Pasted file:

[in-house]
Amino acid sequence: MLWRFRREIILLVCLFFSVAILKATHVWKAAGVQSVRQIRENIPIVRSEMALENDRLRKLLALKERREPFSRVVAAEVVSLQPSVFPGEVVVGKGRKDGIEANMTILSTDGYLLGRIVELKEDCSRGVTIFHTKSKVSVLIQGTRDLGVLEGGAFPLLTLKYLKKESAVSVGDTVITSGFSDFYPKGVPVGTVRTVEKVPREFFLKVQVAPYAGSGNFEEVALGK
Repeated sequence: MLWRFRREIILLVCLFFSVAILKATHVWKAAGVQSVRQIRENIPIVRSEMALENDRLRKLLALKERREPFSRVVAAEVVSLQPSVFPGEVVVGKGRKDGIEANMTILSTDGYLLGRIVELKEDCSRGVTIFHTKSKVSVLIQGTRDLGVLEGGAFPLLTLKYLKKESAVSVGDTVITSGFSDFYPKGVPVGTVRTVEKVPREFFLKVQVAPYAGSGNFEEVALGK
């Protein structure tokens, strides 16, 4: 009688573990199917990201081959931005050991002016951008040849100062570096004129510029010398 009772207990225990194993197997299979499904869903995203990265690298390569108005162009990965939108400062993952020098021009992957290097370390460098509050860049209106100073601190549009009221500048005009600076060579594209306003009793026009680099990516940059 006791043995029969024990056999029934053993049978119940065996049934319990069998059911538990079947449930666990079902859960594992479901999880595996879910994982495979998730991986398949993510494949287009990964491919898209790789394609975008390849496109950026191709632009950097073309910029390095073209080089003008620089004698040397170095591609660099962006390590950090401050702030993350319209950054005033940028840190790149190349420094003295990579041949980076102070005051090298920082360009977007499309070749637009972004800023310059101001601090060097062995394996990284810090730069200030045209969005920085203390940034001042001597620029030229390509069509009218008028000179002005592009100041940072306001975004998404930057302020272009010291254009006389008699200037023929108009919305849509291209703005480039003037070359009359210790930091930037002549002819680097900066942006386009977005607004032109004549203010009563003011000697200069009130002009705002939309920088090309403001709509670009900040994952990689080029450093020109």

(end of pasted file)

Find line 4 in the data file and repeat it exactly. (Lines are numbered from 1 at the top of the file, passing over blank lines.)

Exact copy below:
């Protein structure tokens, strides 16, 4: 009688573990199917990201081959931005050991002016951008040849100062570096004129510029010398 009772207990225990194993197997299979499904869903995203990265690298390569108005162009990965939108400062993952020098021009992957290097370390460098509050860049209106100073601190549009009221500048005009600076060579594209306003009793026009680099990516940059 006791043995029969024990056999029934053993049978119940065996049934319990069998059911538990079947449930666990079902859960594992479901999880595996879910994982495979998730991986398949993510494949287009990964491919898209790789394609975008390849496109950026191709632009950097073309910029390095073209080089003008620089004698040397170095591609660099962006390590950090401050702030993350319209950054005033940028840190790149190349420094003295990579041949980076102070005051090298920082360009977007499309070749637009972004800023310059101001601090060097062995394996990284810090730069200030045209969005920085203390940034001042001597620029030229390509069509009218008028000179002005592009100041940072306001975004998404930057302020272009010291254009006389008699200037023929108009919305849509291209703005480039003037070359009359210790930091930037002549002819680097900066942006386009977005607004032109004549203010009563003011000697200069009130002009705002939309920088090309403001709509670009900040994952990689080029450093020109």